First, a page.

The cancer treatment field scored a nice win to kick off 2014. Past studies have hinted that epigenome modifying drugs show great potential in the clinic, but new findings from Kunle Odunsi and team at the Roswell Park Cancer Institute in Buffalo, New York has demonstrated that a combinatorial approach using Decitabine (a DNA ‘demethylater’) and a cancer vaccine can give new hope to those battling cancer.
The group exploited the fact that NY-ESO-1 is a tumor antigen with limited expression in normal tissues but then goes on to become aberrantly expressed in ovarian cancers. The research hit a big roadblock, though, when they discovered that the antigen isn’t expressed uniformly in all cancer cells, so the crew developed a clever solution to tackle this heterogeneity. The team deployed a demethylating agent, Decitabine, to even things out amongst cancers cells and, as Odunsi shares, “force the expression of NY-ESO-1 on [the rest of] the ovarian cancer cells in order to allow the immune system to recognize and attack them.”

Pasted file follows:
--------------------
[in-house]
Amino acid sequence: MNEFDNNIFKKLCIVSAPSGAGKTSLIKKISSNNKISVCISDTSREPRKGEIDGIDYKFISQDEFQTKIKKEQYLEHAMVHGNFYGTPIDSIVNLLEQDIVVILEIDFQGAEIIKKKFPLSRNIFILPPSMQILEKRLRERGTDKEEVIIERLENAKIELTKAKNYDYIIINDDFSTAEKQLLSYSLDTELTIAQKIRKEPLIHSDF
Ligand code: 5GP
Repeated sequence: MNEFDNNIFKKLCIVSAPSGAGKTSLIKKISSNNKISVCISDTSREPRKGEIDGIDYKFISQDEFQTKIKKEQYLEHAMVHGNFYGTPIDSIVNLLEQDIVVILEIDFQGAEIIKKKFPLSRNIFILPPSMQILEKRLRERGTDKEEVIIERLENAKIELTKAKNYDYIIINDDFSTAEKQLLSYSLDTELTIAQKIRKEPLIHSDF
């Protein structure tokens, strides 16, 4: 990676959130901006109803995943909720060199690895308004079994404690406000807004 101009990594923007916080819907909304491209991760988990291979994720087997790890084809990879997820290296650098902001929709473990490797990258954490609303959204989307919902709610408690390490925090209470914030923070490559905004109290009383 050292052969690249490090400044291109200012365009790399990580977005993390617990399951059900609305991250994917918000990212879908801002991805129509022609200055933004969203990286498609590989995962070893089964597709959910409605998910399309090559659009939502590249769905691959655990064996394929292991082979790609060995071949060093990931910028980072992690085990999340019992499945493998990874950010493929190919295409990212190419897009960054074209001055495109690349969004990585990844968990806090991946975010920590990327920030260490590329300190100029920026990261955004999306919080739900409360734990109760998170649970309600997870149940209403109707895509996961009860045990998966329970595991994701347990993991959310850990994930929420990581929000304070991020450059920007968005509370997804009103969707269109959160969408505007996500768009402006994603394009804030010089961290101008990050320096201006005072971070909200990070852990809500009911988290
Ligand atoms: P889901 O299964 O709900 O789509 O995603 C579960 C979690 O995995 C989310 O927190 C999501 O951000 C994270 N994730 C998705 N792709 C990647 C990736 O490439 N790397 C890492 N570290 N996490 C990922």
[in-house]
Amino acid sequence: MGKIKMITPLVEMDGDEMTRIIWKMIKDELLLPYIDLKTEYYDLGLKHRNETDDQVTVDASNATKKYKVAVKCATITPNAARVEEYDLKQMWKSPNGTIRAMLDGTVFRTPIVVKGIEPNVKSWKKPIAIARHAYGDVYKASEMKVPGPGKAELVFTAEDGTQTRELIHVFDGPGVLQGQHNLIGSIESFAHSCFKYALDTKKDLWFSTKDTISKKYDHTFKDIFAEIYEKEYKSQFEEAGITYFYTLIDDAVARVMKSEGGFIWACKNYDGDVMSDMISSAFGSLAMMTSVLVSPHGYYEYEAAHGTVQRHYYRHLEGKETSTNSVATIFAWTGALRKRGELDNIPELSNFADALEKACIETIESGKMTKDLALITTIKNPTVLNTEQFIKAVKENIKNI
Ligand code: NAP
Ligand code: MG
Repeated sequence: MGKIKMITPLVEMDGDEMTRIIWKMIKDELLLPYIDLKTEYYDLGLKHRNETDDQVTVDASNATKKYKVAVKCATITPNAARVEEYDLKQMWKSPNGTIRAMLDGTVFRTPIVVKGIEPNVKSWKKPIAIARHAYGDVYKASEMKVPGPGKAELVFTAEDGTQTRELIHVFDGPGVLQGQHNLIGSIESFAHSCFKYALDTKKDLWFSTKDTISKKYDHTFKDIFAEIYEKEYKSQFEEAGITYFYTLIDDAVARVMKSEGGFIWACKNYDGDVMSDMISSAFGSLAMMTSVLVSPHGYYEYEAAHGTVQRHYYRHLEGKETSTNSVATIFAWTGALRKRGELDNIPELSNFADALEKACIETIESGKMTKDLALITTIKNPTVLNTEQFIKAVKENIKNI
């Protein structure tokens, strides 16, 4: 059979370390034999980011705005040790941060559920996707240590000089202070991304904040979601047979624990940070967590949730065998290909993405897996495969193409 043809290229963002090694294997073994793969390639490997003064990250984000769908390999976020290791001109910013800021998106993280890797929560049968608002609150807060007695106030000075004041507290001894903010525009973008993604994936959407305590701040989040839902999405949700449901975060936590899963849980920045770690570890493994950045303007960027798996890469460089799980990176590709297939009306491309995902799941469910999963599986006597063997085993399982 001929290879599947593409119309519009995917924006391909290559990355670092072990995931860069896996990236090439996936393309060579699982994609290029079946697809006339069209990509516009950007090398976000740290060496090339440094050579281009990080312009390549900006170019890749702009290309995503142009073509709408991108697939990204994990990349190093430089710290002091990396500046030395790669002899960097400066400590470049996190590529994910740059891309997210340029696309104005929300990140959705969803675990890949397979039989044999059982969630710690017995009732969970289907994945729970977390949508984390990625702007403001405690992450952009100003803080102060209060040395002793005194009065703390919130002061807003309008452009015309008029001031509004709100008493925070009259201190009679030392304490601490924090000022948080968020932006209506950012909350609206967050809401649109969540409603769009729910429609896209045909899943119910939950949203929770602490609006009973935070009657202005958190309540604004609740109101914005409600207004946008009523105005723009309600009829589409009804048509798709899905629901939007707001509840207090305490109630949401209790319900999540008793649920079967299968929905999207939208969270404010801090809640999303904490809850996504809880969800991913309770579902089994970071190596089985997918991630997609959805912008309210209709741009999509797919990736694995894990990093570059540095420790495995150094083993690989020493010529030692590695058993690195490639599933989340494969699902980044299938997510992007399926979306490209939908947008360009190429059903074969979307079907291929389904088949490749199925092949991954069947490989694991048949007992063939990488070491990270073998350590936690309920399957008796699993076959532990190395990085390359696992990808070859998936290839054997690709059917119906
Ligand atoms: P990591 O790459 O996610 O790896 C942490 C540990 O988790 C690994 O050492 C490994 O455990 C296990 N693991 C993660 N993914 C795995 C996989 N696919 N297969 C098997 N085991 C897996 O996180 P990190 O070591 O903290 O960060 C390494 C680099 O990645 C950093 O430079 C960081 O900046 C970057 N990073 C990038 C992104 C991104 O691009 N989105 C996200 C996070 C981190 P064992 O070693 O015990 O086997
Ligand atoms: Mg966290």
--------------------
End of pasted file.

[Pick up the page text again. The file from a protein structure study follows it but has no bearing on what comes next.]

The Roswell Park group noticed that the treatment evokes ‘antigen spreading’. Odunsi explains that “Although we immunized against a single target [NY-ES0-1], we analyzed and found that we were able to induce immune responses against three other antigens, against which we did not immunize.” …giving them a biological hat trick.
Odunsi concludes that “Although clinical results were not a focus of this phase I trial, we saw evidence of clinical benefit in up to 60 percent of the patients with chemotherapy-resistant tumors. The combination of a demethylating agent, chemotherapy, and cancer vaccine may have enabled this remarkable effect.”
Get all the combinatorial facts in Cancer Immunology Research, January 2014